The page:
Epileptics Remain Stigmatized, Their Medicines Are in Short Supply, Parents and Physicians Complain
February 14 (BTA) - Epileptics remain stigmatized nowadays and medicines against the disease are in short supply, according to parents of children with epilepsy and physicians active in treating the disorder, who were interviewed in connection with International Epilepsy Day. Seventeen epilepsy medicines have disappeared from the Bulgarian market over the last few years, said Veska Sabeva, President of the Association of Parents of Children with Epilepsy (APCE).
Bulgarian Epilepsy Society (BES) Chair Petya Dimova said there are still big problems related to the accessibility to many medicines. Treatment for autoimmune epilepsy is hindered by its absence off the lists of autoimmune disorders, rare disorders or epilepsies. Patients suffering from autoimmune epilepsy have to pay for their medicines as the costs are not covered by health insurance, Dimova said.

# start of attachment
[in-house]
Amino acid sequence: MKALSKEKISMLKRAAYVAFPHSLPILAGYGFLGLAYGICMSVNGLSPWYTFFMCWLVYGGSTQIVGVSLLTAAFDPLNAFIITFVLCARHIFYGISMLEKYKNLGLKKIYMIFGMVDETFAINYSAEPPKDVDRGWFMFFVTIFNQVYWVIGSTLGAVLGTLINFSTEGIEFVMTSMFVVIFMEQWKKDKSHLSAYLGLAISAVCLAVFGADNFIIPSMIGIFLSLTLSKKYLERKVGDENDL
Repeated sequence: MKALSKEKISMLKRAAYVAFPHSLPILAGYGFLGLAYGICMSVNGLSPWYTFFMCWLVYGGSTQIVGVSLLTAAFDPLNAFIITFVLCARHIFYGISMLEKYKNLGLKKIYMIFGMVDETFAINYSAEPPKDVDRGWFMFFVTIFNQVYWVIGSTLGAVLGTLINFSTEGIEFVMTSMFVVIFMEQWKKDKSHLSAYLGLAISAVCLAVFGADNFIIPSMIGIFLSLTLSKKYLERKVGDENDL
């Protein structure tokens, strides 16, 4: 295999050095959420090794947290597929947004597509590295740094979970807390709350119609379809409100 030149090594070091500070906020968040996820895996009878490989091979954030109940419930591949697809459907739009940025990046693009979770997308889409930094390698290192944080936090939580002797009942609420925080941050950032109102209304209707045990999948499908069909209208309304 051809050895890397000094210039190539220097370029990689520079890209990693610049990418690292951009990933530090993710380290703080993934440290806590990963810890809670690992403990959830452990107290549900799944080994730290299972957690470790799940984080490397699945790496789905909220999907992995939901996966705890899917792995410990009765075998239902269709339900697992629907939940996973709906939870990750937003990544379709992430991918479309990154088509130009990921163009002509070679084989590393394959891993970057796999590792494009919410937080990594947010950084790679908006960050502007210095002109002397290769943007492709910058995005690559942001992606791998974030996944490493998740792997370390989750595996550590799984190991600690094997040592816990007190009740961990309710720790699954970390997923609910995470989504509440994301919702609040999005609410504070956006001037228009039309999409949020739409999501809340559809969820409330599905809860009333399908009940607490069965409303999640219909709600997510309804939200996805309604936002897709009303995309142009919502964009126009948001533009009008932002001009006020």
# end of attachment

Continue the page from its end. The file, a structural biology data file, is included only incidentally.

One out of three epileptics suffer from severe forms of the disease. Unregulated trade in such medicines continues, and in some cases the medicines are life-saving, she said.
MEP Tsvetelina Penkova said the challenges are not only medical but also social. International Epilepsy Day provides an occasion to raise public awareness and see how each member of society can help, Penkova added.
She noted that an EU accessibility centre, which is to be built by 2030, will make it possible to hold awareness campaigns at the EU level and will provide better access to buildings, services and social activities for epileptics.
Deputy Health Minister Peter Gribnev asked BES and APCE to send their proposals in writing. MY/VE